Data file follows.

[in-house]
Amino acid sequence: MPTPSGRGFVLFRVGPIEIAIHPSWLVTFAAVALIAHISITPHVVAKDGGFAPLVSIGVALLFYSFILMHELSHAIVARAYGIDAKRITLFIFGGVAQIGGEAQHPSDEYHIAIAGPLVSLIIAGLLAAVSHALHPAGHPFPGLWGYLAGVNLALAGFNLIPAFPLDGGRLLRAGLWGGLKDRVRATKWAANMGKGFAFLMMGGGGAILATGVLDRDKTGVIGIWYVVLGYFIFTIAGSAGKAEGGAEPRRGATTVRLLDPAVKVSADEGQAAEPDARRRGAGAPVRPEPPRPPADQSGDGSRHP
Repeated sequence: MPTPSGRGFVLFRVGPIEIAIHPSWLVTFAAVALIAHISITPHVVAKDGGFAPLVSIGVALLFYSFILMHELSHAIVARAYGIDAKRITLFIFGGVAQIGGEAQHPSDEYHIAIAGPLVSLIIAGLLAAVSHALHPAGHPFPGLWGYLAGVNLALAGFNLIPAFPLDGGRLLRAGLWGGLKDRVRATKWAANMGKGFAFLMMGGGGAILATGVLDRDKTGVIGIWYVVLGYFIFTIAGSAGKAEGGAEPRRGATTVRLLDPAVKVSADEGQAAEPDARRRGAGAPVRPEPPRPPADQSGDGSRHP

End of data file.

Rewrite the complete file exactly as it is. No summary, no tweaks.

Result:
[in-house]
Amino acid sequence: MPTPSGRGFVLFRVGPIEIAIHPSWLVTFAAVALIAHISITPHVVAKDGGFAPLVSIGVALLFYSFILMHELSHAIVARAYGIDAKRITLFIFGGVAQIGGEAQHPSDEYHIAIAGPLVSLIIAGLLAAVSHALHPAGHPFPGLWGYLAGVNLALAGFNLIPAFPLDGGRLLRAGLWGGLKDRVRATKWAANMGKGFAFLMMGGGGAILATGVLDRDKTGVIGIWYVVLGYFIFTIAGSAGKAEGGAEPRRGATTVRLLDPAVKVSADEGQAAEPDARRRGAGAPVRPEPPRPPADQSGDGSRHP
Repeated sequence: MPTPSGRGFVLFRVGPIEIAIHPSWLVTFAAVALIAHISITPHVVAKDGGFAPLVSIGVALLFYSFILMHELSHAIVARAYGIDAKRITLFIFGGVAQIGGEAQHPSDEYHIAIAGPLVSLIIAGLLAAVSHALHPAGHPFPGLWGYLAGVNLALAGFNLIPAFPLDGGRLLRAGLWGGLKDRVRATKWAANMGKGFAFLMMGGGGAILATGVLDRDKTGVIGIWYVVLGYFIFTIAGSAGKAEGGAEPRRGATTVRLLDPAVKVSADEGQAAEPDARRRGAGAPVRPEPPRPPADQSGDGSRHP